Sadly, there are probably some instances where some of the above may be true, but, in the main, if there was some overwhelming advantage to CMOS, I think people like Bob Moog would have used CMOS oscillators in products like the E-Pro and EtherVox which have loads of CMOS IC's doing other functions - but no - both use transistor oscillators.
I am not saying here that because Bob didn’t use CMOS oscillators they cant be any good - What I think I can deduce is that the choices he made were usually good rational ones when it came to design, and that he was well aware of CMOS oscillators, and well aware that, from a manufacturing perspective, IC's are a lot easier (cheaper) to fit in a board than discreet components. One possible reason for his choice may have been board area - Transistors take a lot less space - But I don’t think he would have made this choice if CMOS was a clearly superior choice from a stability / purity / quality perspective.
And here I go again.. Nerdolympics! LOL ;-) [nerd rating > 10 - but this discussion probably needs a geek rating!]
1.) Gain .. Yes, there is tons of gain in CMOS - More than one needs.. there is more than enough gain in almost every small signal BJT.
2.) Transistors have 3 legs, all used! - No unused pins possible which need to be tied to a rail otherwise produce shit - Require no independent supply or supply decoupling - All the sort of mistakes "newbees" are likely to make with a CMOS oscillator which produce all kinds of difficult to find problems.
3.) Newbees are best sticking to tried and tested circuits - there is probably no more thoroughly tried and tested theremin oscillator than that in the EM/EW design
4.) It is far more difficult to do a good PCB layout for a multi-element IC than it is to use discreets - and if one is building several oscillators (VFO,REF,VOL) you really don’t want to share elements in an IC between oscillators - therefore you need 3 14-pin ICs for these 3 oscillators - Far easier to use a pair of transistors per oscillator, this way uses less board area and allows oscillators to be placed apart and optimally laid out.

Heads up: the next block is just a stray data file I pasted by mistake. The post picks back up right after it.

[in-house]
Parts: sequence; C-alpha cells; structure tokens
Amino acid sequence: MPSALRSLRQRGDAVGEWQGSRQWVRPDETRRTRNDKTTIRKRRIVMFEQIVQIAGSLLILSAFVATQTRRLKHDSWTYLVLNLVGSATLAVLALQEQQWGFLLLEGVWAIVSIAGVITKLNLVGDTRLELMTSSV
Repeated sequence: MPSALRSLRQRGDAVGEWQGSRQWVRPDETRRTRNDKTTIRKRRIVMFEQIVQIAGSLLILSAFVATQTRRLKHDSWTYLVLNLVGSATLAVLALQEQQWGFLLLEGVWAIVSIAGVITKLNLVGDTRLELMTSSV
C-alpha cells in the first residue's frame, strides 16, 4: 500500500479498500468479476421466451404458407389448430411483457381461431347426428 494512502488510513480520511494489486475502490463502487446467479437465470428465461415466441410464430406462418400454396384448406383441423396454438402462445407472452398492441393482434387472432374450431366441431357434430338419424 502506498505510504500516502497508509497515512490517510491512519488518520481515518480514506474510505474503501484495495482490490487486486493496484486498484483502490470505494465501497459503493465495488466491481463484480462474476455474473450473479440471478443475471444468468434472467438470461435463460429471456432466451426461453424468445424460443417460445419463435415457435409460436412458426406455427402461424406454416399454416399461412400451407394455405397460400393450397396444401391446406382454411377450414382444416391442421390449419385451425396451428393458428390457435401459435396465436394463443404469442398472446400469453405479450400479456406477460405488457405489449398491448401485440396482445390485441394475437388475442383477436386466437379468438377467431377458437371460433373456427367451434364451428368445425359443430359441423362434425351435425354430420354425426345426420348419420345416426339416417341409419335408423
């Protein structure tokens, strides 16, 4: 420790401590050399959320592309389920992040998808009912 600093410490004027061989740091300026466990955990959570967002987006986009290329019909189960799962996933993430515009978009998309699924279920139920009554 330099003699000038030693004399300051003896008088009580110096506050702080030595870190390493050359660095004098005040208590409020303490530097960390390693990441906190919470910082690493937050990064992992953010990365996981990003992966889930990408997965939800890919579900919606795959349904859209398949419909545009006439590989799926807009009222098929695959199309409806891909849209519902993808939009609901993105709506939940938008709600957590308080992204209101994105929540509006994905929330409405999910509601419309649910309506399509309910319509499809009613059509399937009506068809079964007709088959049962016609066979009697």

5.) Competent designers will choose the best solution for any particular application, based on requirements and costs - CMOS is clearly superior for your AFE application - but ..
I do think you are wrong to assert that CMOS is the only 'good' choice for theremin oscillators, or to try to put "newbees" off the EM/EW oscillators - these oscillators IME are good reliable and easy - there are dozens of really crap oscillator circuits on the www (both CMOS and transistor) - let newbees play with something which works straight off the schematic - I have never heard any reports from anyone having a problem with an EW/EM oscillator, but many reports of other oscillators which stall or squeek or otherwise screw up.
"the oscillator will pretty much run no matter what, which is good for newbies." - Applies to the EW/EM oscillator probably more than to any other - certainly more than any other that I have seen.
(did I get the gold - or do I have to settle for the silver?) - As there are only two contestants, it must be one or the other.. ;-)
thanks a lot for all the (slightly conflicting) advise ;) . We will probably be sticking to BJT's and/or other discrete components for now (Maybe we'll use an op-amp at the final amplification stage but at least for the oscillator/mixing part we want to use basic components). That said, CMOS certainly seems interesting and maybe worth it to look into in the future. For now we mostly enjoy playing with the electronics to see what it does and building the whole Theremin has become almost secondary. We have built two types of oscillators so far abut we aren't really happy with those so it might take a while before we have our final design ;) .
In any case, I have one more question:
"Perhaps use a capacitive divider in the tank to get hundreds of volts of swing."
Why would you want hundreds of volts of swing? I suppose the signal must not be too weak but why would such high voltages be useful?
"I have never heard any reports from anyone having a problem with an EW/EM oscillator..." - FredM
IIRC (can't find the post) RS Theremin had his EWS conk out when using the "maximum voltage with a scope probe in the vicinity" tuning method.
Probably displaying my vast blind sides by overly commenting on this (I'm something of a newbie myself when it comes to oscillator design) but another personal nit I have to pick with the EWS oscillator is that the drive and sense points are one and the same connection to the tank. This kind of 0 degree / 360 degree thing strikes me as asking for stalling / non-self starting behavior. I guess I prefer designs that use 180 degree phase via a tap or the LC in series.
"Why would you want hundreds of volts of swing? I suppose the signal must not be too weak but why would such high voltages be useful?" - edanielf
High voltages will help swamp outside interfering noise sources (increase SNR). Not sure if anyone has studied this, but it makes sense. Using a linearizing inductor (like the EWS design) can jack this up even higher at the antenna.